This is another post on my recent Christchurch trip, the one we didn't go on in order to sell Bulova watches door-to-door. See the previous post regarding what we gave away door-to-door, rather than sold.
I actually enjoyed going door-knocking. I know it's not everyone's cup of tea, and one or two of the group found it a bit hard, I think, but that's part of the training, and the gaining of confidence. I've probably had plenty of experience with other people's doors, over the years. I was a Bon Brush salesman at one time, which involved a lot of door-knocking, some of it more successful than others. (Bon Brush is now gone the way of many good firms, unfortunately.) And I was a postman, which occasionally meant you had to knock at someone's door to get them to sign for a registered parcel, or to take something that wouldn't fit in the postbox. And I've done surveys which required going door-to-door until you got enough people to fill your quota. They had to be willing to answer your questions, and had to be the right sort of age, and right gender and so on in order to fit the criteria required. That could be tough. I remember one long, long day trailing up and down streets in Abbotsford and struggling to fill my quota because so few people were interested in responding. Nothing to do with the fact that I was in Abbotsford; it was just one of those days.
So door-knocking is no problem to me. And talking to strangers is something I don't have a hassle with either. Furthermore, because we had a particular reason for being there, people were quite content to stop and talk and answer some questions about the state of things. And in some cases that even led to conversations about God and church and such, which was fine.
I particularly enjoyed the conversations we had with old people: there was a man and a woman (in separate places) who were both 93 and had plenty to tell us about life and their histories. The man had a boat, and a number of fairly serious ailments. At one point he looked rather wistfully at the boat sitting in his backyard and said, "I probably won't be going out on her again." I agreed, thinking that the fact that he had problems with his knees (he had a fall in one of the quakes) wouldn't allow him to climb up into the thing for a start. But he was still driving to the supermarket...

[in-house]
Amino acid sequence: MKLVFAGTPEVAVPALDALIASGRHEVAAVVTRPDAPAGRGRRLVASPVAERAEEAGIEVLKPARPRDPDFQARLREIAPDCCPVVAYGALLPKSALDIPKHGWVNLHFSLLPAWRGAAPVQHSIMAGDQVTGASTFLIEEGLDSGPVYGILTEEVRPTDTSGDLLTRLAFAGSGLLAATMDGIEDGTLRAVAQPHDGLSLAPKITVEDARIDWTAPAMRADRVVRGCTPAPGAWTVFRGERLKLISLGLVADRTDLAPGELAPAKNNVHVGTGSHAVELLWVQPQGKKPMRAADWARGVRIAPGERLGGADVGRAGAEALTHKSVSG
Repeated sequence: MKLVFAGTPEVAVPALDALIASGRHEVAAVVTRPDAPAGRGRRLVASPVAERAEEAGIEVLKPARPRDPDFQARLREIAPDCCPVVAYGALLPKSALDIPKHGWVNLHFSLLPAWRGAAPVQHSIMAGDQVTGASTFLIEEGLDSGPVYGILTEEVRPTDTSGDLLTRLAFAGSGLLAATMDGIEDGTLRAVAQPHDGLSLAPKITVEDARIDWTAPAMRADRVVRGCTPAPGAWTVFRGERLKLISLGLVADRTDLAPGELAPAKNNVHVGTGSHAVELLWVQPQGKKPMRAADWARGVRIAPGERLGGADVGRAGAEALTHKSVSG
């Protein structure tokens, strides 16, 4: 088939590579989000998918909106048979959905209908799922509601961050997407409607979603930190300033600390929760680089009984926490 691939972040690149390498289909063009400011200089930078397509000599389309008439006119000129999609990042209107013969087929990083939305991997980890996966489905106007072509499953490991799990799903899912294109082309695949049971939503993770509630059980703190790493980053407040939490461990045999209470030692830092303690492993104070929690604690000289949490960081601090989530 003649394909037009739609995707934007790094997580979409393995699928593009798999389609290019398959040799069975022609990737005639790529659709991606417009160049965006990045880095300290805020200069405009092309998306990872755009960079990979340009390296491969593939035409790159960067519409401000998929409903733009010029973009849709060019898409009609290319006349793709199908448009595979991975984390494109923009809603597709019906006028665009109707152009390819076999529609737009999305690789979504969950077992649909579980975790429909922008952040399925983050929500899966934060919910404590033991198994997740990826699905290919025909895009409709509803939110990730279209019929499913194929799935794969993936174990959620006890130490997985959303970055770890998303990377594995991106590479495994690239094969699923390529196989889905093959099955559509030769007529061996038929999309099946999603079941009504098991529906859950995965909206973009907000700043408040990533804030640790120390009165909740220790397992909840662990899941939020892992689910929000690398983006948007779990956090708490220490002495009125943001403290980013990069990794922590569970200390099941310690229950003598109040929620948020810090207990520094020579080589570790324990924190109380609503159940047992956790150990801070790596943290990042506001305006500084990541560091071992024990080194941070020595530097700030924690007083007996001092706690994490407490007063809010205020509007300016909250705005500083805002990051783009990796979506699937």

The old lady was a delight even though she'd been quite badly injured in one of the early quakes: the fireplace had blown out. She'd received singeing to her fingers, but that was just the start. She'd been hit by something heavy and had almost lost sight in her left eye, had had a damaged hip, cracked some ribs and more. She'd been in and out of hospital several times since. She would have kept us talking all day, if we'd wanted to stay. She told us how she used to have a sleep-out at the back of the house - she'd put mates of her son, who was a soldier, up in there overnight, so they didn't have drive back to the barracks under the influence. Sadly, people had been stealing the wood from the sleep-out after it got damaged in the quake.
Another old man had so many ailments that just when you thought he'd run out, he'd produce another one: several heart attacks, including one when he was on the operating table having something else attended to, blood in his urine, possible cancer, diabetes (which was a bit ironic, because he was one of the ones we took biscuits bake too - he said he'd sneak a bite or two in every now and then) and arthritis in his hands. The latter had been made worse by some medication he'd been given a decade or more ago - given by someone who's now a top medical person - and which one of the other staff had noted was basically poison. Not only did it not do anything for his arthritis, is left his hands looking as though they'd been burnt. He was given some antidote, but that hadn't helped much.
These three people all lived on their own, which is a bit worrying when you think of the illnesses and disabilities they have. They seemed remarkably resilient. Another woman had had her house fall apart around her, and had been taken quickly to her daughter's home where she now lives. She said all she could remember was grabbing some underwear out of one of the drawers. She couldn't even recall what time of day it was that the first earthquake occurred; we reminded her that it had been in the early hours of the morning. She told about her brothers and sisters - she had had eight or nine of them - and how one of them (it sounded as though he'd been one of her favourite brothers) had been killed, along with his daughter, when he ran into a train.... To be continued....